September 12, 2012, the best acquisition in Internet history

As a former poster child of the dotcom bust, Priceline earned its first profit in 2003. But the company's true turning point occurred in 2004, when it acquired European hotel reservation site, largely responsible for taking Priceline from a loss of $19 million in 2002 to $1.1 billion in profit in 2011.

Priceline had good reason to target Europe. Europeans typically have twice as many vacation days as Americans, and unlike us, they tend to take all of them. Moreover, the growth of discount airlines in Europe such as EasyJet and Ryanair have increased the popularity of "city breaks" -- the European equivalent of a weekend getaway.

Best of all, the European market for online travel services still has much room to grow. Compared with the U.S., a much smaller percentage of travelers book hotels online, a byproduct of the fragmented nature of the European hotel industry. There are far fewer big hotel chains, which means travelers are more likely to be considering stays at independently owned hotels -- which rarely have their own websites. Unless travelers are familiar with the city they are visiting, it's hard for them to differentiate the overpriced fleabags from the gems worth every euro. Priceline typically collects a 15% commission on every room reserved at; in return, the hotels get access to more potential customers. "If you own a great hotel in Prague, you're probably going to have a very small marketing budget," says Darren Huston, a former Microsoft and Starbucks executive who became's CEO in September 2011. "You might get to a certain level of occupancy via word of mouth, but you would have difficulty marketing to Russians or Brazilians or people from the Middle East because you don't have a brand name." helps level the playing field.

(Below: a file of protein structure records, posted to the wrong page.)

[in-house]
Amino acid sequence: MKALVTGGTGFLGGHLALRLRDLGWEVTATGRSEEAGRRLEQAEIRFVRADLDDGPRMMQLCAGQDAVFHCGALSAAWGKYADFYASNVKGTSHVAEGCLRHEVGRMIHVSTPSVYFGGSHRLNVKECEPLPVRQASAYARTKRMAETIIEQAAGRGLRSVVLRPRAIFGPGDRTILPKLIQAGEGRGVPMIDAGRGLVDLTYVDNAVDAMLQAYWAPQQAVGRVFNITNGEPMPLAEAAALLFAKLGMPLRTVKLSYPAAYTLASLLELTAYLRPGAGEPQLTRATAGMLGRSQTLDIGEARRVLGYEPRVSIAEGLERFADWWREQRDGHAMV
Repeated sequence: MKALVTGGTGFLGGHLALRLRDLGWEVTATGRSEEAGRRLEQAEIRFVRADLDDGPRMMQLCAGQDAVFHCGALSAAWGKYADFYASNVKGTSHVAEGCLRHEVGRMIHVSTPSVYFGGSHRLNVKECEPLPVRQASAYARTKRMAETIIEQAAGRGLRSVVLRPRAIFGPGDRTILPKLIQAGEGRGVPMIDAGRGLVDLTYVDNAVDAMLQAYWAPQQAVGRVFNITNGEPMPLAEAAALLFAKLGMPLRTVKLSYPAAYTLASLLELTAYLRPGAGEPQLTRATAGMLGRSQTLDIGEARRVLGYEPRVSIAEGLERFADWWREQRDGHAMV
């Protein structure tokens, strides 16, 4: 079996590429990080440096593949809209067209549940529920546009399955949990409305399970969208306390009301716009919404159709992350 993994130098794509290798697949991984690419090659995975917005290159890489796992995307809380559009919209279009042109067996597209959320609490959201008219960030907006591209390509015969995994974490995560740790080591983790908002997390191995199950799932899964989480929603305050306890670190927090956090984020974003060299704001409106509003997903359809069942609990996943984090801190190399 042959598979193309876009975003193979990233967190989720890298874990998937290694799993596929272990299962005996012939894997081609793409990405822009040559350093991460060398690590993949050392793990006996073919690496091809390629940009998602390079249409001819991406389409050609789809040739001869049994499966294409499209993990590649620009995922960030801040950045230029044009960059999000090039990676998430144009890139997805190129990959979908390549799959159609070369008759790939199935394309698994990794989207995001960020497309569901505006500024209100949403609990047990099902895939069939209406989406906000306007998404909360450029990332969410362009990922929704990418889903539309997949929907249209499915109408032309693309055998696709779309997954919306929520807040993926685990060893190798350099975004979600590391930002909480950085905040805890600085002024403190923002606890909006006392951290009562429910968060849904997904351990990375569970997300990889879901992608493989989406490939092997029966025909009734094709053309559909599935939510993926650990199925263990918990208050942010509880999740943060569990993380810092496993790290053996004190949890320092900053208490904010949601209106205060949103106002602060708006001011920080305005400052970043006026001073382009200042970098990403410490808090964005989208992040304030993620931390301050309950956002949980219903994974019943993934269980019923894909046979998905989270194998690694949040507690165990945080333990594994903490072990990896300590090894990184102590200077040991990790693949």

But the European focus is also partially responsible for the recent earnings miss, which Boyd made no attempt to sugarcoat during an Aug. 7 earnings call. "We're assuming fairly significant deceleration for growth rates from here on," he said, citing concern about the economy and "our worry that conditions will worsen, particularly in Europe."

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